Monday, July 27, 2009

Narration

Vicki here on Monday. Speaking of characters, as we have been, leads fairly naturally to Point of View. When I was in Los Angeles in 2007, I was at a talk by Robert Ellis (City of Fire). Ellis said that the single person POV was outdated.

After that I began noticing how the narration was handled while I read.

I don’t know if it’s just me, or the books I read, but I have noticed that mystery novels are increasingly full of different peoples' POV. I have just finished Careless in Red by Elizabeth George. There were probably 20, perhaps even more, different points of view. The main character, Inspector Lynley, had the point of view in perhaps 10% of the whole book. It worked very well – all those characters all had backgrounds and conflicts and character arcs. Of course the book was several hundred pages long, which may be why it worked so well.

The next book I read was Last Rituals by Yrsa Sigurdardottir. Everyone and their dog had a turn at being the narrator. Even the cleaning woman, and the landlady, got to express themselves as they found clues to the murder. Did it work? Not so well, I thought, perhaps because in a short book there were too many narrators and there wasn’t time to develop them all fully.

The single person POV book seems to be becoming the exception rather than the rule. Starvation Lake by Bryan Gruley is an excellent book in which one character only acts as narrator.

I have written both, and I think that it’s harder to write a whole book with just one persons’ POV. Like acting in a play perhaps, it’s hard to be on stage the whole time.

I can’t say which approach I prefer. And as always, the first rule of creating writing applies here – do whatever works for you.

Do you have a preference in narration styles in your writing and reading?

4 comments:

LABANAN said...
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LABANAN said...

Point of View - jeesh! Who gets to be boss? Whose view rules? I'm reading an old P.D.James right now and the pov changes so quickly I have to check it all the time to see who the heck is weighing in now. Then I might dip into someone like Sue Grafton - one pov all the way through. I like them both though for a quick and dirty read Grafton's style is easier. But not better. Elizabeth George handles pov beautifully as stated and she gives herself room to do it. By the way - her book on writing (the name of which escapes me) is fantastic. She is a generous woman!
In the book I'm working on now I have two povs and I had to print off the manuscript and divide it into the two narratives just to make sure they're doing their own independent thing. I think I like writing in more than one but not too many. If I need more views and the richer picture that develops I can put in more dialogue. I think the hard part for me is making sure the povs are distinct - not just with dialogue but with everything - what they notice and how they notice things, how they think about what is happening - both externally and internally. But hey that is also the fun. What if you only had one point of view character and part way in you found you didn't like him or her? Yikes. Like finding out your husband of six years is well...boring.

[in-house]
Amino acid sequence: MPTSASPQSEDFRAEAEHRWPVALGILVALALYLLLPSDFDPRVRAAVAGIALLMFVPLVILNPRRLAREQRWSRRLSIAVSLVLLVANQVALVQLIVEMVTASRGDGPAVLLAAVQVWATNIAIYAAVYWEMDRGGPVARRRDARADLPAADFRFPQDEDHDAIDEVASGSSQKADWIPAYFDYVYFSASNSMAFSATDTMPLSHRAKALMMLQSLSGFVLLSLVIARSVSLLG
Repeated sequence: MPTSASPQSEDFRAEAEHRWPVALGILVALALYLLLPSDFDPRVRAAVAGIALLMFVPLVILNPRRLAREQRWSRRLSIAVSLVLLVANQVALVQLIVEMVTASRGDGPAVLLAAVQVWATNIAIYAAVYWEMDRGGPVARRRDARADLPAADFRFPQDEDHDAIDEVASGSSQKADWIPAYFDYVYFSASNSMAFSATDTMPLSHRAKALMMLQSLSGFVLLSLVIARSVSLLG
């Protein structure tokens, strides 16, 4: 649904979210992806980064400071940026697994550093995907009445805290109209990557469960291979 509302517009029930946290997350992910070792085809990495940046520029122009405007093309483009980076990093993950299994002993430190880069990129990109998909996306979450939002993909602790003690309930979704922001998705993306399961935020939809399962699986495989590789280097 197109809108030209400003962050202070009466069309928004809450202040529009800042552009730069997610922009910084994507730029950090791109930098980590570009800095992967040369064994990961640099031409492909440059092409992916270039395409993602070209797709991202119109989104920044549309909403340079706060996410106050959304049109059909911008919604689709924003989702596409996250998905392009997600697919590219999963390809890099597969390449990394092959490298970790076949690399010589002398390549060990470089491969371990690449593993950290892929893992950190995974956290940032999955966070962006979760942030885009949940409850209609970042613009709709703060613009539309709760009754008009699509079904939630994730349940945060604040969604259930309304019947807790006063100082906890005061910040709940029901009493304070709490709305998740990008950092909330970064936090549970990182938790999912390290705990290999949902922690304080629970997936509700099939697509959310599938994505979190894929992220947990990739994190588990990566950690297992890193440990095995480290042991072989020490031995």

Elizabeth Spann Craig said...

As a reader, I don't like being in too many people's heads. I think that feeling has influenced my writing, too. Usually the reader knows what's going on in the sleuth's mind, and rarely in anyone else's. But in a mystery....that can be a good thing. We don't really need the reader to know what the suspect is thinking.

Elizabeth
Mystery Writing is Murder

Jared said...

I am definitely (at least currently) in the single-voice camp. It's reflected in both my writing and my reading of late (Dashiell Hammett, Jim Thompson, Lawrence Block, Megan Abbott, Sean Chercover, Marcus Sakey, Charles Benoit). I think that from a mystery point of view, there's nothing better than finding out information along with the main character. This, of course, doesn't count people working as a team. But when you start seeing things from the criminal's point of view, we're including thriller elements, and obscuring the lines a little bit.

That being said, I'm reading the first book in the multi-pov series "A Song of Ice and Fire," which is going to pilot for HBO. And I can certainly see how the multiple character arcs work in relation to a serialized TV show.